Trump screams into void as Manhattan DA probe goes quiet
NEW YORK – The five-alarm headlines dominating conservative media this week predicted Manhattan District Attorney Alvin Bragg’s investigation into Donald Trump was on the brink of collapse after the grand jury took two days off from hearing evidence.
“Hannity: Alvin Bragg’s case against Trump crumbles,” blared a report from Fox News. “Is Manhattan DA Alvin Bragg getting cold feet?” asked Republican Sen. Ted Cruz on his podcast, Verdict. “Why Alvin Bragg’s case against Trump is falling apart,” an opinion piece in the New York Post sought to explain.
The grand jury’s period of quietude this week drew outsized attention after a procession of witnesses and other activity had suggested an imminent indictment of the former president for his alleged role in a 2016 hush money payment to porn star Stormy Daniels.
But four legal experts who worked in the DA’s office prior to Bragg's tenure said such pauses didn’t necessarily signal a troubling turn for the investigation. They’re more likely the result of prosecutors weighing whether to present a rebuttal witness to counter claims the grand jury heard earlier in the week from a Trump ally or an effort to minimize the time between an indictment and the former president’s surrender.
The inaction, though, combined with Bragg’s silence — legally mandated due to grand jury secrecy laws — have allowed Trump to fill the void, attacking the probe as politically motivated, spurring his supporters to protest and prophesying “potential death and destruction” if he were to be indicted.
“What kind of person can charge another person, in this case a former president of the United States, who got more votes than any sitting president in history, and leading candidate (by far!) for the Republican Party nomination, with a crime,” Trump wrote on his social media site early Friday, “when it is known by all that NO crime has been committed, & also that potential death & destruction in such a false charge could be catastrophic for our country?”
Trump’s reliance on fiery rhetoric, designed to whip up his supporters, is one reason Bragg might want to delay an indictment in order to minimize the time period between the grand jury vote and when Trump could turn himself in, said Karen Friedman Agnifilo, who was the chief assistant district attorney under Bragg’s predecessor, Cy Vance.
“If I were the D.A., I wouldn't want too much time between surrender and indictment for security reasons,” she said in an interview. “I would say, let’s wait to ask the grand jury to indict until we know we have a surrender date.”
Agnifilo added that prosecutors were also likely deciding whether to call a witness to rebut information provided earlier this week by defense witness Robert Costello, who testified Monday. Costello, who was once a legal adviser to former Trump lawyer Michael Cohen, the prosecution’s central witness in its investigation, sought to discredit Cohen.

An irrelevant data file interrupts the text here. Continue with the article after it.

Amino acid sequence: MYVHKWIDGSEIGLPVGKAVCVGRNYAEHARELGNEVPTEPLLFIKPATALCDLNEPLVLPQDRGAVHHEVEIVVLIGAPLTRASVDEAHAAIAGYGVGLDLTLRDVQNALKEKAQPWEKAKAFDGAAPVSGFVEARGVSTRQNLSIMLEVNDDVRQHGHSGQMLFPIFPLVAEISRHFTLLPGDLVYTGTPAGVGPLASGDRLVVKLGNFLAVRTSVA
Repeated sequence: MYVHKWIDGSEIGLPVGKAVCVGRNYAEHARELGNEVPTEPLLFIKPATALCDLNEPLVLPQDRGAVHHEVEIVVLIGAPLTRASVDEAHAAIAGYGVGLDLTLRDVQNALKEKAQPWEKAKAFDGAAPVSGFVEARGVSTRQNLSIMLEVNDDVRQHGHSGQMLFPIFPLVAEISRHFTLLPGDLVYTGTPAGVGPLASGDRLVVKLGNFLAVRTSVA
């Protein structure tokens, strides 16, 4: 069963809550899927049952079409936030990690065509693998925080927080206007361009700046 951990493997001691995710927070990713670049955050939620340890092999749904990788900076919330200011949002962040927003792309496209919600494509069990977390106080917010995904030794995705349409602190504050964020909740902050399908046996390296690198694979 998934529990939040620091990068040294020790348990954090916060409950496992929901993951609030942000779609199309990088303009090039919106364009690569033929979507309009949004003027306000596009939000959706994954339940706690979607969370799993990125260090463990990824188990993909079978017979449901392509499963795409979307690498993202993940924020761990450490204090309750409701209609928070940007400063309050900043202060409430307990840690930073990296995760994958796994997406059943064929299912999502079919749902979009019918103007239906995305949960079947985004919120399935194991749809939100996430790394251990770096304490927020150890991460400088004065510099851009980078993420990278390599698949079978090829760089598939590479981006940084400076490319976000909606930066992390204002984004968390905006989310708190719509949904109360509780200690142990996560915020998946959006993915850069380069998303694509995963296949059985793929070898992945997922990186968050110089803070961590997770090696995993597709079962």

“If they want to go after Donald Trump and they have solid evidence, so be it. But Michael Cohen is far from solid evidence,” Costello said at a press conference after testifying before the panel. He also accused the DA’s office of cherry-picking evidence by asking him about only six out of 321 emails between his firm and Cohen. For his part, Cohen disputed Costello’s claims.
Former Manhattan assistant district attorney Jeremy Saland, who worked under Bragg’s two predecessors, said prosecutors could be contemplating additional evidence, perhaps from Costello, or simply putting together the indictment itself. Saland said he would “absolutely not” read anything into the fact that the grand jury adjourned Wednesday and heard evidence about an unrelated case Thursday. The grand jury typically meets Mondays, Wednesday and Thursdays.
Additional legal experts familiar with the office’s operations said prosecutors could be processing other material, such as a February 2018 letter published by the Daily Mail this week from a former Cohen attorney to the Federal Election Commission saying that Cohen used his personal funds to pay the porn star, Stormy Daniels, and wasn’t reimbursed for the payment. Those claims contrast with what Cohen subsequently pleaded guilty to in federal court.
While that type of evidence wouldn’t necessarily torpedo Bragg’s case, legal experts said, it could be something prosecutors need to evaluate.
Meanwhile, the frenzy surrounding the case left law enforcement, court officials, media and lawyers in a holding pattern, watching for any clues from Bragg’s office about the probe’s direction and leaving some frustrated with the amount of time and resources being put into a years-long investigation that still appeared incomplete.
Still, Joan Vollero, who handled communications for the Manhattan D.A. under Vance, said the lengthy nature of the investigation, combined with this week’s pause in the grand jury hearing evidence in the case, could help insulate the prosecutors’ office from accusations that it is rushing to judgment.
“No one can accuse D.A. Bragg of being hasty in this matter,” she said.
On the other hand, Vollero added, “Delay always benefits the defendant because evidence weakens with the passage of time and witnesses' memories fade, and that’s what benefits Donald Trump.”